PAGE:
I received my PhD (2016) from the University of Toronto where I split my time between the Department of Sociology and the Centre for Criminology and Sociolegal Studies. My doctoral dissertation (supported by the Social Science and Humanities Research Council) specifically examines "police culture" and the impact of various dimensions of change surrounding the occupational landscape of law enforcement, including intensifying mechanisms for oversight, increasing pressure for accountability and transparency, shifting officer demographics, and mounting legislative effort to standardize police service.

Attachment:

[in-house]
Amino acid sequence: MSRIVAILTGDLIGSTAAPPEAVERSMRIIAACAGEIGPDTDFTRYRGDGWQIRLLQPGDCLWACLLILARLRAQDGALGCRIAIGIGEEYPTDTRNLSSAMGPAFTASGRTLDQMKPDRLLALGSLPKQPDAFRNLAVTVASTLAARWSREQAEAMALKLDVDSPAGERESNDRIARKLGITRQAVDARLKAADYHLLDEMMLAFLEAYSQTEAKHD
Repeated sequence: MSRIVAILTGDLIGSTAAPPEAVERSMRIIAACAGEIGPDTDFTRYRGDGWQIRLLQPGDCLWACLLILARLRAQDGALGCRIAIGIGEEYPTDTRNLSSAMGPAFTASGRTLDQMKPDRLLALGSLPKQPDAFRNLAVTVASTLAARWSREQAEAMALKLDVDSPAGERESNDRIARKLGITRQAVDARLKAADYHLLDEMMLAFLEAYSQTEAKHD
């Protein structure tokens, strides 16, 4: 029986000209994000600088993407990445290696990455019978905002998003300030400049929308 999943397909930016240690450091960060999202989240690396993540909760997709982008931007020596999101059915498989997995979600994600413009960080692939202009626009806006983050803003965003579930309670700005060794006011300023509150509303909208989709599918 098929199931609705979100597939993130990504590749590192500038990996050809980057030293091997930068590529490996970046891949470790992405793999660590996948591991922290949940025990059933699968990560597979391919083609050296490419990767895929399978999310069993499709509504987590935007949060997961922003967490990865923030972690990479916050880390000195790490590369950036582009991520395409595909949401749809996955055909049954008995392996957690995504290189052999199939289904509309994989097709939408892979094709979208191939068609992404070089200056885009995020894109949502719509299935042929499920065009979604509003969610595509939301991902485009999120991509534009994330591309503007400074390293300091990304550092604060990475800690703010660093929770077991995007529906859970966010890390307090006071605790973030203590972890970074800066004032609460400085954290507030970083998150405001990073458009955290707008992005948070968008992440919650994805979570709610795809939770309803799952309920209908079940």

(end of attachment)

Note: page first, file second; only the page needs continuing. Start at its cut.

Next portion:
I was the recipient of the 2016 Dennis William Magill Canada Research Award from the University of Toronto for my article "Police Culture at Work: Making Sense of Police Oversight", published in the British Journal of Criminology. My work has also been awarded by the Canadian Sociological Association and the American Sociological Association for best paper.
I assisted in the research and development of a two-part series for IDEAS, CBC RADIO ONE, which considers the current status of policing in complex and unsettled times.
Part 1: Policing: To Serve or Protect (episode link: http://www.cbc.ca/radio/ideas/policing-to-serve-or-protect-1.4157149)
Part 2: Policing: Old Cops, New Expectations (episode link: http://www.cbc.ca/radio/ideas/policing-old-cops-new-expectations-1.4171516)
I am also a Senior Researcher with the Global Justice Lab at the Munk School of Global Affairs. As a team of justice scholars with a diverse set of skills and areas of expertise, we study justice systems under pressure and support organizations seeking insight.